*sigh* I keep trying them, just to see if I've changed my mind.

Edited by Kat Tanaka Okopnik (log)
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I didnt like them, the only time we ever seemed to have them growing up was in chicken and black bean sauce with green peppers which I didnt enjoy,

Somehow I ended up with loads of them last year so I gave this salad recipe from Claudia Roden a try and I really enjoyed it - its just an assembly job. I think its my love of cumin that means I like the salad as a whole but roasting and skinning the peppers first makes them far more palatable

Moroccan Pepper and Tomato Salad

4 Green peppers

3 Tomatoes peeled and diced

salt

teaspoon cumin (I use more)

cayenne

olive oil

lemon juice

lots of parsley chopped

1/2 preserved lemon (If you have one)

Roast and skin the peppers, peel dice and mix with the rest of the ingredients

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I am one of the haters. Anytime a recipe calls for green pepper I substitute poblano or anaheim. If it must have no heat then I use the sweet banana peppers (I love the flavor of these) or a sweet red pepper. I love chiles, I love other peppers, but that grocery staple green bell pepper just wrecks a dish for me.

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Never met a pepper I didn't like. In my world green bells are the most common and cheapest, as a result they suffer from over-exposure.

Cooked > raw.

Has anyone heard them called "mangoes"? I spent some time in Indiana where people called them mangoes or green mangoes, as opposed to mango fruit. How localized is this phenomena?

Peter Gamble aka "Peter the eater"

I just made a cornish game hen with chestnut stuffing. . .

Would you believe a pigeon stuffed with spam? . . .

Would you believe a rat filled with cough drops?

Moe Sizlack

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Before moving to Iowa, I worried a lot about the cold winters. In a letter my mother-in-law

mentioned growing mangoes in her garden. Well this California girl was no longer worried in the

least about Iowa winters. How bad could it be if they could grow mangoes? Visions of avocado,

mango and papaya trees danced in my head. What a rude awakening awaited me. I have seen mango

pepper seeds listed in catalogs and it still makes me angry!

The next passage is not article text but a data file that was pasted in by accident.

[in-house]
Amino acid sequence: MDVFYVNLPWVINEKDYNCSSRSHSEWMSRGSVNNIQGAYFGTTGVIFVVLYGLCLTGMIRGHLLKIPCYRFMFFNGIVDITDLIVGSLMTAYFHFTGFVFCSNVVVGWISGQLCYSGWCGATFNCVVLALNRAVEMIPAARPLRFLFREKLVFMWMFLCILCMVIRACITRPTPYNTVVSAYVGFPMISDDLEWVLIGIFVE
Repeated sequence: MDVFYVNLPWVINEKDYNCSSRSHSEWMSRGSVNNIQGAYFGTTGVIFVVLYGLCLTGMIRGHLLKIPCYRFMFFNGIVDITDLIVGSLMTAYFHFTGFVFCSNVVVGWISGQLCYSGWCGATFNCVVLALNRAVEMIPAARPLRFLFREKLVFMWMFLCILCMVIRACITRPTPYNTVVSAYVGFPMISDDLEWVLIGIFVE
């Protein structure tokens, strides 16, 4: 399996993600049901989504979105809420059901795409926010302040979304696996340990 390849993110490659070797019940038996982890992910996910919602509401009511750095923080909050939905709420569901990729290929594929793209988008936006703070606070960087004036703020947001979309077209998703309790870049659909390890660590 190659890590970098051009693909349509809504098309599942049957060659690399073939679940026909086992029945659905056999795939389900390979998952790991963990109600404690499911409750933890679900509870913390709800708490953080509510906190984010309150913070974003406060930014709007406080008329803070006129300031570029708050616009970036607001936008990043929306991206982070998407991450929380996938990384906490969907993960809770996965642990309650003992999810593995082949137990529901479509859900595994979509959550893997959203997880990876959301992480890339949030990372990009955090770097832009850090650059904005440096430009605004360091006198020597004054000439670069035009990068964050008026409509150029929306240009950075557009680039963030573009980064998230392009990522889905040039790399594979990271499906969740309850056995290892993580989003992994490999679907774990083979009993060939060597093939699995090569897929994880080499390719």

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Generally, can't stand them. Hate the flavour of green. Red are not bad but I wouldn't search them out in a salad bowl. I like orange and yellow.

If they're cooked really well, in small pieces I can handle it, but I don't love it. The one exception is in tempura. I have no idea why, but I don't mind them . . . could be the deep frying. :wink:

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I love green bell peppers, but that's not really saying much, as there are very few things on my "can't stand" list. Sugary cereals, I guess, but that's probably about it.

As for bell peppers, I like them raw and crunchy, dipped into some sort of veggie condiment, or just on their own. And cooked, too.

In fact, one of my very favorite dishes of all time is a grilled bell pepper medley. Had this in Italy several times, so now I do it here at home frequently. Just slice the peppers into fairly large strips, brush with good-quality olive oil, and grill over a wood fire. Sprinkle with salt and serve. These things are so easy and they are positively sublime, impossible to improve upon and, if you combine red, green, orange and yellow peppers, beautiful as well. In fact, every time I've served them to guests, they are always amazed that something so simple can be so surprisingly good.

You can eat them hot right off the fire, or room temperature, or even cold. Serve them just like that, with some sliced cheeses, charcuterie, good bread and wine as a snack, light lunch, or appetizer. They're perfect to pack up for picnics. Or add them to sandwiches and burgers. Or serve as a side dish when you're grilling another main, like steaks.

I think it's unfortunate that sometimes, when a food is cheap and popular, it starts to get a bad "image" with folks that are looking for something more upmarket, stylish and trendy. And I feel pretty sure that, although undoubtedly some people just truly don't like them, in general anyway, that's what happened with the unfortunate and unlucky ubiquitous mid-market green bell pepper.

No longer so beloved, victims of their own popularity, versatility, and success.

The food crowd moves on.

Inevitably.

__________________________

Edited by Jaymes (log)

I don't understand why rappers have to hunch over while they stomp around the stage hollering.  It hurts my back to watch them. On the other hand, I've been thinking that perhaps I should start a rap group here at the Old Folks' Home.  Most of us already walk like that.

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Count me as one of the fans.

I used not to like them, and tended to leave them out or substitute. But I have come to the conclusion that, where they are called for, they offer a particular flavour -- an undertone of gentle rich bitterness -- which cannot easily be obtained any other way, and I miss them if they are absent.